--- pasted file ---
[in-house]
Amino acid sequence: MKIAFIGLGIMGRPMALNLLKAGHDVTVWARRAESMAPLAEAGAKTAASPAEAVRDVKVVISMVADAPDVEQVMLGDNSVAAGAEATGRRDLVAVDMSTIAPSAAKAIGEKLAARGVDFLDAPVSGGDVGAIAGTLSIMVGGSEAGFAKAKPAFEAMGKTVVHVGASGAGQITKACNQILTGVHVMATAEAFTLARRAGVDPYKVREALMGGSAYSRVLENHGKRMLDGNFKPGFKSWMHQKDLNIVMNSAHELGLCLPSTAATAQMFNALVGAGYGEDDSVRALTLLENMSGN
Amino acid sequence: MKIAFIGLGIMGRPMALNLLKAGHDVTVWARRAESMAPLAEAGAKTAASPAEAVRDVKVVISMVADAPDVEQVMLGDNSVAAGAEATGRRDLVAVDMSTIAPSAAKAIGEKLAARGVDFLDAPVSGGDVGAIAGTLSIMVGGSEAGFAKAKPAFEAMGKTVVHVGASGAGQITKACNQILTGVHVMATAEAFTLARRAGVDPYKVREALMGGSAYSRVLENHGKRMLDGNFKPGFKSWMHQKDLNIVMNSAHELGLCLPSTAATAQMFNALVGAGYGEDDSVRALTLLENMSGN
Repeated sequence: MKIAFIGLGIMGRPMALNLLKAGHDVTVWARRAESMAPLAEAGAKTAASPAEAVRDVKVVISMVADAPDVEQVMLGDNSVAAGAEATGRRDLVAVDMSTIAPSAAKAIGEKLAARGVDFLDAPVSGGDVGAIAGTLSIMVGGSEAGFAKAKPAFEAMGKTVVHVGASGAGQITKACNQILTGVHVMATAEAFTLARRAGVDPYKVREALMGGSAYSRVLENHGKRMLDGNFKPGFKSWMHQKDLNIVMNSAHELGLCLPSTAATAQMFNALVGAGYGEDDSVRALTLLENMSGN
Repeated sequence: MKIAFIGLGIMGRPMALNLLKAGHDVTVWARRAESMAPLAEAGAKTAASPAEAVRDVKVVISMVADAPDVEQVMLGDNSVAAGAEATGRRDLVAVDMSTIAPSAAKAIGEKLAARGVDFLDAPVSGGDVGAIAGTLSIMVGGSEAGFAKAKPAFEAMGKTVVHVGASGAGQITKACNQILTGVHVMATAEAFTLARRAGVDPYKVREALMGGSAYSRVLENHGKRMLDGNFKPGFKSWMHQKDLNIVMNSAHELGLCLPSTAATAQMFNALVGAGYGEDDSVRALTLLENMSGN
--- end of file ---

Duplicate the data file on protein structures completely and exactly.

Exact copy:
[in-house]
Amino acid sequence: MKIAFIGLGIMGRPMALNLLKAGHDVTVWARRAESMAPLAEAGAKTAASPAEAVRDVKVVISMVADAPDVEQVMLGDNSVAAGAEATGRRDLVAVDMSTIAPSAAKAIGEKLAARGVDFLDAPVSGGDVGAIAGTLSIMVGGSEAGFAKAKPAFEAMGKTVVHVGASGAGQITKACNQILTGVHVMATAEAFTLARRAGVDPYKVREALMGGSAYSRVLENHGKRMLDGNFKPGFKSWMHQKDLNIVMNSAHELGLCLPSTAATAQMFNALVGAGYGEDDSVRALTLLENMSGN
Amino acid sequence: MKIAFIGLGIMGRPMALNLLKAGHDVTVWARRAESMAPLAEAGAKTAASPAEAVRDVKVVISMVADAPDVEQVMLGDNSVAAGAEATGRRDLVAVDMSTIAPSAAKAIGEKLAARGVDFLDAPVSGGDVGAIAGTLSIMVGGSEAGFAKAKPAFEAMGKTVVHVGASGAGQITKACNQILTGVHVMATAEAFTLARRAGVDPYKVREALMGGSAYSRVLENHGKRMLDGNFKPGFKSWMHQKDLNIVMNSAHELGLCLPSTAATAQMFNALVGAGYGEDDSVRALTLLENMSGN
Repeated sequence: MKIAFIGLGIMGRPMALNLLKAGHDVTVWARRAESMAPLAEAGAKTAASPAEAVRDVKVVISMVADAPDVEQVMLGDNSVAAGAEATGRRDLVAVDMSTIAPSAAKAIGEKLAARGVDFLDAPVSGGDVGAIAGTLSIMVGGSEAGFAKAKPAFEAMGKTVVHVGASGAGQITKACNQILTGVHVMATAEAFTLARRAGVDPYKVREALMGGSAYSRVLENHGKRMLDGNFKPGFKSWMHQKDLNIVMNSAHELGLCLPSTAATAQMFNALVGAGYGEDDSVRALTLLENMSGN
Repeated sequence: MKIAFIGLGIMGRPMALNLLKAGHDVTVWARRAESMAPLAEAGAKTAASPAEAVRDVKVVISMVADAPDVEQVMLGDNSVAAGAEATGRRDLVAVDMSTIAPSAAKAIGEKLAARGVDFLDAPVSGGDVGAIAGTLSIMVGGSEAGFAKAKPAFEAMGKTVVHVGASGAGQITKACNQILTGVHVMATAEAFTLARRAGVDPYKVREALMGGSAYSRVLENHGKRMLDGNFKPGFKSWMHQKDLNIVMNSAHELGLCLPSTAATAQMFNALVGAGYGEDDSVRALTLLENMSGN